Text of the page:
|Project Title||Choosing Science. How Year 10 Students Decide About Taking Senior Science Courses|
|Project Team||Dr Terry Lyons (SiMERR NSW), Mr Ray Smith, Ms Abigail Andrews (University of New England), Mr Peter Russo, Mr Peter Turnbull (Australian Science Teachers Association)|
|Period||May 07 – October 08|
|Funding Agency||SiMERR National Centre|
|Organisational Base||SiMERR NSW|
Australian and overseas data indicate that enrolments in senior science courses have been in steady decline over the last two decades. In Australia, for example, enrolments in physics, chemistry and biology fell by 32%, 26% and 36% respectively between 1992 and 2002 (DEST, 2003). Similar trends have been reported in Canada, the USA, the UK, Japan, India, Korea, Scandinavia and every country in the European Union.
Research into enrolment trends (e.g. Barnes, 1999; Ainley & Fullarton, 2001) has revealed a number of factors associated with enrolment in science subjects. More recent studies (Lindahl 2003; Lyons 2006a; 2006b) have suggested a number of avenues for further investigation, including the influence of junior school experiences, knowledge about science careers, personal motivations and attitudes to school science.
Choosing Science is a large-scale national project investigating Year 10 students’ decisions about enrolling in senior science courses. This is a significant and timely study given the growing concerns about enrolment declines in science courses at senior secondary and tertiary levels.
The project is a collaboration between SiMERR and the Australian Science Teachers Association (ASTA), undertaken in two phases. In Phase 1, over 2000 secondary school members of ASTA (or associated state and territory branches) were invited to complete an online survey on their views about participation trends in their school, and their opinions about the influences on students’ Year 11 enrolment decisions. Many respondents nominated their schools to participate in Phase 2 of the project, in which Year 10 students completed an online survey about their subject choices and the influences on their decisions.
Embedded within the student survey were a number of items from three other surveys: an attitudinal survey from 1980; the international Relevance of Science Education (ROSE) study, and the Maths? Why Not? survey of 2007. The findings therefore include comparisons with a similar cohort of students a generation ago, as well as with recent cohorts from 24 other countries, and a 2007 cohort of Australian students deliberating about advanced mathematics courses.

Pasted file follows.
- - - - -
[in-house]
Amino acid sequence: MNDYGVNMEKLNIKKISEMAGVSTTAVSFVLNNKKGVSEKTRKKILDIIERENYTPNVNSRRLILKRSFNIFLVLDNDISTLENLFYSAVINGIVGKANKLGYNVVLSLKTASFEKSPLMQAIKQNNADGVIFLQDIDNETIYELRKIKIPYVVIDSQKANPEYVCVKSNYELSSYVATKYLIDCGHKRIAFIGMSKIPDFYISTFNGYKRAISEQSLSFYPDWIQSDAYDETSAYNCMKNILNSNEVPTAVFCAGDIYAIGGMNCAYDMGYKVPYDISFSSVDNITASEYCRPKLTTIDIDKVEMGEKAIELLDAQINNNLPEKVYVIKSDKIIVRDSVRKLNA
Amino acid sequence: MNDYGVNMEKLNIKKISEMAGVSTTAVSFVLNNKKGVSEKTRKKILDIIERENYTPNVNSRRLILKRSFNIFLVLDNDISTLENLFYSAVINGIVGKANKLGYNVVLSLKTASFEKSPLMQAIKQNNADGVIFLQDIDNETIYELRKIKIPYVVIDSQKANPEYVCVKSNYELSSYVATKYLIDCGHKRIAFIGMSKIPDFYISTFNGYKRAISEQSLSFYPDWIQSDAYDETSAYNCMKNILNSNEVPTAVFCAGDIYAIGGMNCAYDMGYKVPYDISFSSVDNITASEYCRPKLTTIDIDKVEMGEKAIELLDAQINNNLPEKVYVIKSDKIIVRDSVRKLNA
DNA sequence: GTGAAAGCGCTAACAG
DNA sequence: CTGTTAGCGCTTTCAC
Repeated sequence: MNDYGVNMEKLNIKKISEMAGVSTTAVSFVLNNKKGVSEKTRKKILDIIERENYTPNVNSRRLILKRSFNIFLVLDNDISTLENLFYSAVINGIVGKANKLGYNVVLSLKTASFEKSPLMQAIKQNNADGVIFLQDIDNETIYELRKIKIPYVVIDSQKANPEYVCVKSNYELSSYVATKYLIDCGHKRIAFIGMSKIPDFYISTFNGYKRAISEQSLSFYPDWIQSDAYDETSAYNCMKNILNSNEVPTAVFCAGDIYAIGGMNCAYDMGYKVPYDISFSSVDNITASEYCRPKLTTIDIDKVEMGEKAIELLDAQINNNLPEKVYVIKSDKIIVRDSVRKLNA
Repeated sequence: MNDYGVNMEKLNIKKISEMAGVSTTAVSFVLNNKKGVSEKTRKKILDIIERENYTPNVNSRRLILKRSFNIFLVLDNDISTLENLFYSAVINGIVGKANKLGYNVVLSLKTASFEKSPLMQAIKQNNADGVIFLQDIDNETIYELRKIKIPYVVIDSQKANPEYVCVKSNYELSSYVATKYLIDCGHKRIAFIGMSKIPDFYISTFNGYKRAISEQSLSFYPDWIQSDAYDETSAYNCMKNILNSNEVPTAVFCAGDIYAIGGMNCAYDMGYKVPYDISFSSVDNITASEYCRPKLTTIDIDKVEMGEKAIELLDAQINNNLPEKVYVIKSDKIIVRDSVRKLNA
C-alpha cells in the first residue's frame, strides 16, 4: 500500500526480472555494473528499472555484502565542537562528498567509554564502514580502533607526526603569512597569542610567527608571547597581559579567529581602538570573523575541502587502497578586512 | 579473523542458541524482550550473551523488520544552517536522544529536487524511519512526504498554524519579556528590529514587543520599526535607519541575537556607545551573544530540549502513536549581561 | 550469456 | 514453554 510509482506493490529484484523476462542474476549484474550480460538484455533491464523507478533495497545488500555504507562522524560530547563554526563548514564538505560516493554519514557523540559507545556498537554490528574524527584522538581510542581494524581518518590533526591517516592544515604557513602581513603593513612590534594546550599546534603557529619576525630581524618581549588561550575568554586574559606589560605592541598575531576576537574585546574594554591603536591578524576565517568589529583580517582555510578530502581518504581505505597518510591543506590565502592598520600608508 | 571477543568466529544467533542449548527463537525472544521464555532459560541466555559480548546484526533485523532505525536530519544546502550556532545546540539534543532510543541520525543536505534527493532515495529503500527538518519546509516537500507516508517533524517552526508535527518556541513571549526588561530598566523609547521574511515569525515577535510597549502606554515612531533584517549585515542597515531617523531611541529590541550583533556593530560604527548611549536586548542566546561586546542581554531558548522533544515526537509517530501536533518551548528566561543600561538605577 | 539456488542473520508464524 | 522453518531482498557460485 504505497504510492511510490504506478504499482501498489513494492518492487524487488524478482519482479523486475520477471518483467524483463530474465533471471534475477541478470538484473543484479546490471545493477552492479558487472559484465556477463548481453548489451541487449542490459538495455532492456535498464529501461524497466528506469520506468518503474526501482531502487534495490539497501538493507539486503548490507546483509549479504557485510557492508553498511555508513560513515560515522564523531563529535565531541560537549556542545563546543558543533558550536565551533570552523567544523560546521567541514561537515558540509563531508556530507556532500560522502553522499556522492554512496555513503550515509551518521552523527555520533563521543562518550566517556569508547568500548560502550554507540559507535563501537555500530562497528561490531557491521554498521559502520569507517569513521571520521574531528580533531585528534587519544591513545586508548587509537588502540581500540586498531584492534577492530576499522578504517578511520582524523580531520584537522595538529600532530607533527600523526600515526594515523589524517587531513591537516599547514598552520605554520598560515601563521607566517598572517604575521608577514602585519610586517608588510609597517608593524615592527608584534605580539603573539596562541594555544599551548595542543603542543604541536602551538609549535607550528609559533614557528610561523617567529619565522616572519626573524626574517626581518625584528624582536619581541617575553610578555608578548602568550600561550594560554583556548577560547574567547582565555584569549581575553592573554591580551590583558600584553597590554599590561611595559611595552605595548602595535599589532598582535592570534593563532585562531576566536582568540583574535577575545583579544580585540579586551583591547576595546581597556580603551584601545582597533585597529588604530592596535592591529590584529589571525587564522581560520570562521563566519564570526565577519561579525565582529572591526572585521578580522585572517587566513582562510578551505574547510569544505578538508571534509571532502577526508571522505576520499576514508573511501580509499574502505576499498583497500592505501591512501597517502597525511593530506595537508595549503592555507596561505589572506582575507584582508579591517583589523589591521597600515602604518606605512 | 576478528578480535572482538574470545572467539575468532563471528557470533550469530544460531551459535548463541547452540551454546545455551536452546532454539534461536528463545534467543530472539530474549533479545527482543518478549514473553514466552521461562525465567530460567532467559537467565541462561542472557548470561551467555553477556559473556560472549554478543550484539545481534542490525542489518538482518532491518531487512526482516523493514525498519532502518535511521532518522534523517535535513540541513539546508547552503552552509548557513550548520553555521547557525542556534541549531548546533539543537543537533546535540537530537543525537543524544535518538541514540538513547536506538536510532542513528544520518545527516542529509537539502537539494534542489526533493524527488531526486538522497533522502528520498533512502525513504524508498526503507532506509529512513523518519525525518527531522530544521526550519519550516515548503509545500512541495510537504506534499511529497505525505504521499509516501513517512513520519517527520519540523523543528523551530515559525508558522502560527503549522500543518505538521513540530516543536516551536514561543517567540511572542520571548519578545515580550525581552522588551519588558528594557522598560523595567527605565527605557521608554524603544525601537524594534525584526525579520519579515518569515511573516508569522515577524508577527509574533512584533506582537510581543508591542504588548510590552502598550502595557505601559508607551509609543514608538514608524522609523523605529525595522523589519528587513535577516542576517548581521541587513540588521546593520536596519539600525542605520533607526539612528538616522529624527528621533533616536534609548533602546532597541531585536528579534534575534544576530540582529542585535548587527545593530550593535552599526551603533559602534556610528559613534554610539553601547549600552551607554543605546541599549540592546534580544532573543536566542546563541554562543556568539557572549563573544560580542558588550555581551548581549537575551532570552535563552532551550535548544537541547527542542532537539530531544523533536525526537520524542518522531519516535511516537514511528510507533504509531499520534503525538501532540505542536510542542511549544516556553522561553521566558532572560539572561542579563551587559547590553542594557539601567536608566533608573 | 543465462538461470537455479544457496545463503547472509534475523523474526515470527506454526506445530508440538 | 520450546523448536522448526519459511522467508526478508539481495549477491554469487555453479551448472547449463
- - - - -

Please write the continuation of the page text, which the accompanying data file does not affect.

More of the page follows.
Science teachers (589) and Year 10 science students (3800).
Findings from the teacher survey indicate that teachers perceive the declines in science enrolments to be principally due to student characteristics, rather than those of teachers, the curriculum or science careers. In particular, teachers considered students’ preferences for less academically demanding courses or those requiring less rigor than conventionally found in science courses to have contributed most to the decline. Students were also believed to prefer courses they regard as more interesting than science. Teacher responses to the survey provide directions for investigation in Phase Two of Choosing Science? (a national survey of Year 10 students), and a basis for comparing the perceptions of students and their teachers.
Data from the student survey are currently being analysed and compared with teacher responses. A full report of findings will be published in October 2008.
- Lyons, T. (2008). The Choosing Science? Project. Phase One: Science teachers’ perceptions of the influences on enrolment declines. Paper accepted for the XIII symposium of the International Organization for Science and Technology Education (IOSTE), Kusadasi, Turkey, 21- 26 September.
No assessible impact to date
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